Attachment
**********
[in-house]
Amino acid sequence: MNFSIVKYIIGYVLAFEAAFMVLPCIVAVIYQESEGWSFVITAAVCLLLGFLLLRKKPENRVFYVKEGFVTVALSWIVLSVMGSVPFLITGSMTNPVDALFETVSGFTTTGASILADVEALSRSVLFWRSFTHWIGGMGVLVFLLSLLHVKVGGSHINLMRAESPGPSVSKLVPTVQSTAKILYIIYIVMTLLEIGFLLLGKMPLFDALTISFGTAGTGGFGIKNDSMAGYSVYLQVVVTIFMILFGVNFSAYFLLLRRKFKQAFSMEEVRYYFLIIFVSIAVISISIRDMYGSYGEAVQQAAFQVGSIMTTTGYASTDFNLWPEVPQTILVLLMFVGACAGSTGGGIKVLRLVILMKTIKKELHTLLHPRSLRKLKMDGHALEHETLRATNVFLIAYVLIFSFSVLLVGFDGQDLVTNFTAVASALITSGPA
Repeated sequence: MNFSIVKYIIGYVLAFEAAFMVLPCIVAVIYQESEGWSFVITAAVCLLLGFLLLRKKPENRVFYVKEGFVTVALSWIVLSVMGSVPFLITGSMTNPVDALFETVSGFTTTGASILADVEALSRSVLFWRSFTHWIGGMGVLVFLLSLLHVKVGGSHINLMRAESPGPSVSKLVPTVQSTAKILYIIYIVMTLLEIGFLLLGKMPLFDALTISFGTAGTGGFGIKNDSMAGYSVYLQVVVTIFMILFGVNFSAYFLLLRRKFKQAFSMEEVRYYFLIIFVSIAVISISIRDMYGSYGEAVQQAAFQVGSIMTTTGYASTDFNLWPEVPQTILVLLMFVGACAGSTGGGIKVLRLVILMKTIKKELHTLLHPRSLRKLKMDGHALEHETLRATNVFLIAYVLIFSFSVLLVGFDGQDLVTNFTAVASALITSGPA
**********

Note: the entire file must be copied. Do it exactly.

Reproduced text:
[in-house]
Amino acid sequence: MNFSIVKYIIGYVLAFEAAFMVLPCIVAVIYQESEGWSFVITAAVCLLLGFLLLRKKPENRVFYVKEGFVTVALSWIVLSVMGSVPFLITGSMTNPVDALFETVSGFTTTGASILADVEALSRSVLFWRSFTHWIGGMGVLVFLLSLLHVKVGGSHINLMRAESPGPSVSKLVPTVQSTAKILYIIYIVMTLLEIGFLLLGKMPLFDALTISFGTAGTGGFGIKNDSMAGYSVYLQVVVTIFMILFGVNFSAYFLLLRRKFKQAFSMEEVRYYFLIIFVSIAVISISIRDMYGSYGEAVQQAAFQVGSIMTTTGYASTDFNLWPEVPQTILVLLMFVGACAGSTGGGIKVLRLVILMKTIKKELHTLLHPRSLRKLKMDGHALEHETLRATNVFLIAYVLIFSFSVLLVGFDGQDLVTNFTAVASALITSGPA
Repeated sequence: MNFSIVKYIIGYVLAFEAAFMVLPCIVAVIYQESEGWSFVITAAVCLLLGFLLLRKKPENRVFYVKEGFVTVALSWIVLSVMGSVPFLITGSMTNPVDALFETVSGFTTTGASILADVEALSRSVLFWRSFTHWIGGMGVLVFLLSLLHVKVGGSHINLMRAESPGPSVSKLVPTVQSTAKILYIIYIVMTLLEIGFLLLGKMPLFDALTISFGTAGTGGFGIKNDSMAGYSVYLQVVVTIFMILFGVNFSAYFLLLRRKFKQAFSMEEVRYYFLIIFVSIAVISISIRDMYGSYGEAVQQAAFQVGSIMTTTGYASTDFNLWPEVPQTILVLLMFVGACAGSTGGGIKVLRLVILMKTIKKELHTLLHPRSLRKLKMDGHALEHETLRATNVFLIAYVLIFSFSVLLVGFDGQDLVTNFTAVASALITSGPA